Effects of non-invasive pressure support ventilation (NI-PSV) on ventilation and respiratory effort in very low birth weight infants

Nabeel Ali, Nelson Claure, Ximena Alegria, Carmen D'Ugard, Roberto Organero, Eduardo Bancalari

Research output: Contribution to journalArticlepeer-review

59 Scopus citations


Background: Nasal continuous positive airway pressure (NCPAP) is used to provide support to non-intubated infants, but it often fails. Pressure support ventilation (PSV) is a mode of synchronized ventilation that can supplement the spontaneous breathing effort, but it is unknown if it is effective in non-intubated very low birth weight (VLBW) infants. Objectives: To compare the acute physiological effects of non-invasive PSV (NI-PSV) versus NCPAP on tidal volume (VT), minute ventilation (VE), gas exchange, breathing effort, and chest wall distortion in VLBW infants. Methods: Stable preterm infants of birth weight less 1,250 g were studied during consecutive 2 hr periods of NCPAP and NI-PSV in random sequence. VT, VE, and thoraco-abdominal synchrony were measured using respiratory inductance plethysmography. Breathing effort was measured by esophageal manometry. Gas exchange was measured by pulse oximetry and transcutaneous PCO2. Results: Fifteen infants of birth weight (mean ± SD) 808 ± 201 g and 25.9 ± 1.8 weeks gestational age were studied while on NCPAP 5.3 ± 0.6 cm H2O and on NI-PSV with 7.9 ± 1.3 cm H 2O above NCPAP of pressure support. There were no differences in VT, VE, PCO2 or hypoxemia episodes. Peak and minute inspiratory effort were significantly reduced in NI-PSV mode as compared to NCPAP. There was a significant reduction in indices of chest wall asynchrony in NI-PSV mode. Conclusion: When compared to NCPAP, NI-PSV did not increase minute ventilation, but it effectively unloaded the patient's respiratory pump as indicated by a lower inspiratory effort and reduced chest wall distortion.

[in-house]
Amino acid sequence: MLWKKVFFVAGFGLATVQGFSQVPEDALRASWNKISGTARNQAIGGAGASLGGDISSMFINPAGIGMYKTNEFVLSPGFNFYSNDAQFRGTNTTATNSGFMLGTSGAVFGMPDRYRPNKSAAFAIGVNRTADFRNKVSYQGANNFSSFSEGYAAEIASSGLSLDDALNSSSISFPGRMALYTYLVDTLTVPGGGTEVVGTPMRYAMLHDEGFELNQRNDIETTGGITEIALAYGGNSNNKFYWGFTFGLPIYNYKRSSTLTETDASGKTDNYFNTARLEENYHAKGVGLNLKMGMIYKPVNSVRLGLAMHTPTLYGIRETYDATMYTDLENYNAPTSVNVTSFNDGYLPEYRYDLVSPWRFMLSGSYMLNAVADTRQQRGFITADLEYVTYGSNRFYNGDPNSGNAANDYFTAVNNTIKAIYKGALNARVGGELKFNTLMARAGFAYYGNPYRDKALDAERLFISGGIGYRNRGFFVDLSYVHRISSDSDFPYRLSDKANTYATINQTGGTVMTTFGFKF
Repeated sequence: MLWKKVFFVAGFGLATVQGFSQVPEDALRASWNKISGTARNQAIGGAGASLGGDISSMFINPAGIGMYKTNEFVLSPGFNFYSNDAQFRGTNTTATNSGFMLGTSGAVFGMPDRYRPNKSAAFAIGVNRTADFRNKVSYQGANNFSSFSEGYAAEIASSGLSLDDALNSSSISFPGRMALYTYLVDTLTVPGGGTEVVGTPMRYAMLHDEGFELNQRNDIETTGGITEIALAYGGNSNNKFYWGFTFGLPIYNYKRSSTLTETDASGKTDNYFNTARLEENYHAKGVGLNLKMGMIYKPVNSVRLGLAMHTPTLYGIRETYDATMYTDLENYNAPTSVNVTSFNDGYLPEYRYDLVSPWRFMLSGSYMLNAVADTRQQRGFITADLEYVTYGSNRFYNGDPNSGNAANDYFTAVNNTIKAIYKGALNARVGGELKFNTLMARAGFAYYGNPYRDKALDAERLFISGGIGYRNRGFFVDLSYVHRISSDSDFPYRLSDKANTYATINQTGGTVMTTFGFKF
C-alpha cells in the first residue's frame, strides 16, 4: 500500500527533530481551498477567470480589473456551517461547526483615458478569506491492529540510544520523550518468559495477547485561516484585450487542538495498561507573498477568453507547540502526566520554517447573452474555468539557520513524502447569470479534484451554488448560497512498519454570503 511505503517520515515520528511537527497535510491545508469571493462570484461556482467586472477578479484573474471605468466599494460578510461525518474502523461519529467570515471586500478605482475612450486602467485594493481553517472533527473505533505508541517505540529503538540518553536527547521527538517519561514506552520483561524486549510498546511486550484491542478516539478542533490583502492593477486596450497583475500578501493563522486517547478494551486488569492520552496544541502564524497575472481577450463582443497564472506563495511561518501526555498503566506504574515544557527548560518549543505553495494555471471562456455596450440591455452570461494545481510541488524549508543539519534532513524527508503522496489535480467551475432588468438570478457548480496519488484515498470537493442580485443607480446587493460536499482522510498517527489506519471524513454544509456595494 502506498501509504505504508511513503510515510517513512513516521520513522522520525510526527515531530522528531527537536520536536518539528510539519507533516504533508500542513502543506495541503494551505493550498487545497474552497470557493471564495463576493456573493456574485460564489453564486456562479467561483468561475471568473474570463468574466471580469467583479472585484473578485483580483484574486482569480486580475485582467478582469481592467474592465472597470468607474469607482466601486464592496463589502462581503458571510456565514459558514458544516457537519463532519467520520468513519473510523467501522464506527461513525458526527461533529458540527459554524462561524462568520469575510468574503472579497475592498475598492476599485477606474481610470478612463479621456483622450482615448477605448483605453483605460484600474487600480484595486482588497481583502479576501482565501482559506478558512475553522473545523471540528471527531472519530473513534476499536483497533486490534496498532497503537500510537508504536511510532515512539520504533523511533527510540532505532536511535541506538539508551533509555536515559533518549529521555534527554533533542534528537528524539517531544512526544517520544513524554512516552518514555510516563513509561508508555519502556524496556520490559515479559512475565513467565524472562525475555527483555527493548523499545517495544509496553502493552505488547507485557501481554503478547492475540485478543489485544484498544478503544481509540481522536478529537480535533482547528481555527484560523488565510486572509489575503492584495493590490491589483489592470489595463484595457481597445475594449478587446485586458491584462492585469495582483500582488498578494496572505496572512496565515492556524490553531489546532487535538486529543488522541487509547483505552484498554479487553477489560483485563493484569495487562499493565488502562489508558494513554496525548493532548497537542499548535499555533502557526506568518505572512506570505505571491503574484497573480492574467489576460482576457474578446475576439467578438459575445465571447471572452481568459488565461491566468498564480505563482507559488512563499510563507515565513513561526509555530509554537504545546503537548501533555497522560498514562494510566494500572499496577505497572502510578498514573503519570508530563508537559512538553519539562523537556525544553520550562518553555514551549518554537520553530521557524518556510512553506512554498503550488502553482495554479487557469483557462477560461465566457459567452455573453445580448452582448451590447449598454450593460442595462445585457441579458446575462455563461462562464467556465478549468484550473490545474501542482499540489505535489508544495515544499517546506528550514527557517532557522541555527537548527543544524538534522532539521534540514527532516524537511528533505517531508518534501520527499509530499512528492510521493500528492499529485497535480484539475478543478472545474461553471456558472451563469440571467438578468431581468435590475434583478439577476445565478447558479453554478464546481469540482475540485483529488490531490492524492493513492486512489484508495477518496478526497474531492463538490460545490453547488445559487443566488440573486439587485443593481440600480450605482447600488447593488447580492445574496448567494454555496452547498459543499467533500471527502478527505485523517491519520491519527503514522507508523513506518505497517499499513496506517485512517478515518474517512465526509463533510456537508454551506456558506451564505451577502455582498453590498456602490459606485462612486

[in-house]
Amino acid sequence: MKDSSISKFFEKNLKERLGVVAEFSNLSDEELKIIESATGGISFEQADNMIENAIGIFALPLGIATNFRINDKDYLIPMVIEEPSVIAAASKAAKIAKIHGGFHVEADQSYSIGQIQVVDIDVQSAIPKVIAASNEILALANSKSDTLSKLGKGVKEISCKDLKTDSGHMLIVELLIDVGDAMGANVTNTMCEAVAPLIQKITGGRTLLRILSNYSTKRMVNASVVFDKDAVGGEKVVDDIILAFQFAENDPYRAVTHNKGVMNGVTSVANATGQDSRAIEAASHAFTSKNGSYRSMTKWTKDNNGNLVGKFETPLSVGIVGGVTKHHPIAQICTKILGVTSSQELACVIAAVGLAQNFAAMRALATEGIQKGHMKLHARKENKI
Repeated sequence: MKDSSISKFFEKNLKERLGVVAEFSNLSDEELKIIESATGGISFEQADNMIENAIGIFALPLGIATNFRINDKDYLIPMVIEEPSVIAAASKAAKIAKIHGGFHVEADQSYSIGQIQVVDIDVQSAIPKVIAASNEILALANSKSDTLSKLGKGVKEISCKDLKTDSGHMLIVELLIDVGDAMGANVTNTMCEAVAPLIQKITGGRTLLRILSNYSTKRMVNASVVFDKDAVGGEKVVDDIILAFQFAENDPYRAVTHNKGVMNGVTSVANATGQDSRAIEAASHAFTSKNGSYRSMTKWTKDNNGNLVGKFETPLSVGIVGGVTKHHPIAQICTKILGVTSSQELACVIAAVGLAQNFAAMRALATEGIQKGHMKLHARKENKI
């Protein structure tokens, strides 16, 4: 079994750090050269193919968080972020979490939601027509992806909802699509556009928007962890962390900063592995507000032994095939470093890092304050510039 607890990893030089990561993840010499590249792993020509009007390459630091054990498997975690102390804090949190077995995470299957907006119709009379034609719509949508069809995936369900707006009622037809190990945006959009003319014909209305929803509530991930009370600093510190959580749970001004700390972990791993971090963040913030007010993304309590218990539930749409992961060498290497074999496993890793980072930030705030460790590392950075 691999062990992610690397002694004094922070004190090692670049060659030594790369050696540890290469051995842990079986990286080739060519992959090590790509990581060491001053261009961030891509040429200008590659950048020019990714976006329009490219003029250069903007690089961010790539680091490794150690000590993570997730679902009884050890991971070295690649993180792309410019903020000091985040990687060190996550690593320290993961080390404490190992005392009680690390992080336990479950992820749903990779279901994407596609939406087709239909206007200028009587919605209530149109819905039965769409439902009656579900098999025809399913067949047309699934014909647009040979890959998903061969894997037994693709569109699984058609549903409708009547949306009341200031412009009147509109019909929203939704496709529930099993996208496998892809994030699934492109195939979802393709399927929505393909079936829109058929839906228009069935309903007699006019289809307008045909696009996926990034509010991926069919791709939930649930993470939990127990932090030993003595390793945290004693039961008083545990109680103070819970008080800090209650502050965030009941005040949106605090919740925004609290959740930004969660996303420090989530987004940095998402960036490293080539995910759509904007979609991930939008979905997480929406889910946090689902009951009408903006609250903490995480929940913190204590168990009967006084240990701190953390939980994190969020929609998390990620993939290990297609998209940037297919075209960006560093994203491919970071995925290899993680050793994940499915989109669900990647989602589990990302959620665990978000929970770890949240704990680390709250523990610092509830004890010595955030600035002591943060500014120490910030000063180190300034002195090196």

Original languageEnglish (US)
Pages (from-to)704-710
Number of pages7
JournalPediatric pulmonology
Issue number8
StatePublished - Aug 1 2007


  • Breathing effort
  • Continuous distending pressure
  • Non-invasive ventilation
  • Preterm infant

ASJC Scopus subject areas

  • Pediatrics, Perinatology, and Child Health
  • Pulmonary and Respiratory Medicine


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